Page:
Former All Black Ant Strachan is a long-time collector of delicate English china.
Ant strachan’s mates can’t believe the Royal Doulton survived his younger days. It’s not on his CV, but reputation suggests a few larrikin years in university flats as he was building his rugby career. The antics of those days would not have fitted well with a collection of heirloom plates, cups and teapots. And even today hard rugby men are “a little taken aback” when they see Ant’s enthusiasm for his display of china.
“I’m pretty much a standard New Zealand male, so when I was younger I didn’t advertise the fact I collected china. It’s not the sort of thing you display in a student flat.”
Ant’s All Black half back heyday (1992-93 and 1995) and his five-year stint as a professional player in Japan (from 1996) are well behind him now. He has just finished up as manager of the Auckland Blues rugby team and moved to a job as high-performance manager at Auckland Rugby where he’ll help young rugby players develop their careers.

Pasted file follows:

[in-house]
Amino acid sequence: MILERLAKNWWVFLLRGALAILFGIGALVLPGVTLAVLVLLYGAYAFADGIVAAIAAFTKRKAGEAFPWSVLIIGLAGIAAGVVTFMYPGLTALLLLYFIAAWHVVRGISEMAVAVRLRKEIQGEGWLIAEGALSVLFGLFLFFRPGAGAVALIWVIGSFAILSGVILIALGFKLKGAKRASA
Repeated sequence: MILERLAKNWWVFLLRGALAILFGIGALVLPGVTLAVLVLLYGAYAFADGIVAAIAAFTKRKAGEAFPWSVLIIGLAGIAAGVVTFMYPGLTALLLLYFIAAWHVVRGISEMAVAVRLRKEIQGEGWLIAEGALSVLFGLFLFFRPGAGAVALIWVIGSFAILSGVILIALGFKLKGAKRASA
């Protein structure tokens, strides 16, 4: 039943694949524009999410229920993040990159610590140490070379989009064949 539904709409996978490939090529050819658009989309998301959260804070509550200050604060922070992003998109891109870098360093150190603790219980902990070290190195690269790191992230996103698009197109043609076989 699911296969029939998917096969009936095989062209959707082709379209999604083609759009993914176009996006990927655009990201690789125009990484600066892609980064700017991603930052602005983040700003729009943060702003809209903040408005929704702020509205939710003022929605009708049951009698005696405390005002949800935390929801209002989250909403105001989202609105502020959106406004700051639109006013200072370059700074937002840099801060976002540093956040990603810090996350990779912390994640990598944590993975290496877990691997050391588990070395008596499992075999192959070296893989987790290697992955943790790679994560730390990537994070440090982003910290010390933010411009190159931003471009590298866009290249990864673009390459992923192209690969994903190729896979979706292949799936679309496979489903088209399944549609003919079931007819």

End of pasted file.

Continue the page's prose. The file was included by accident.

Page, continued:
“At the Blues, we encourage our young players to have an interest or hobby away from rugby to provide some balance in their lives. I guess [collecting] is my version of that.”
Ant’s china collection features Royal Doulton series ware in the Famous Ships pattern. There are 17 historic sailing ships in the series and Ant has 16 of them. The images come on a variety of plates and dishes, tea cups and pots and his 16 ships are all on differently shaped pieces.
Ant is the son of Elaine and Alan Strachan who set up Heritage House Antiques in Auckland, now run by Ant’s sisters Deborah and Michelle. But, even with an antiques shop in the family, finding just the right piece is difficult. The missing ship in Ant’s collection is the Golden Hinde, the 16th century galleon of Sir Francis Drake, and he’s on the lookout for it on a shape he doesn’t already have.
It was Elaine Strachan who fostered Ant’s collecting when as a schoolboy he first took a shine to a sailing ship on a plate in Te Awamutu. In return, Ant sparked his mother’s interest in Japanese cloisonné ceramics when she visited during his years in Japan. Elaine’s robust attitude to displaying antiques around the house is carried on by Ant and his wife Lisa, who have four young children.
“Breakages are an occupational hazard,” says Ant. “Nothing is so precious that it can’t be enjoyed.”
Above: Ant Strachan holds a Famous Ships series teapot. Below: Ant’s Famous Ships china collection features 16 out of the series’ 17 sailing ships in a variety of shapes.
Story: Pam Neville
Photographs: Jane Ussher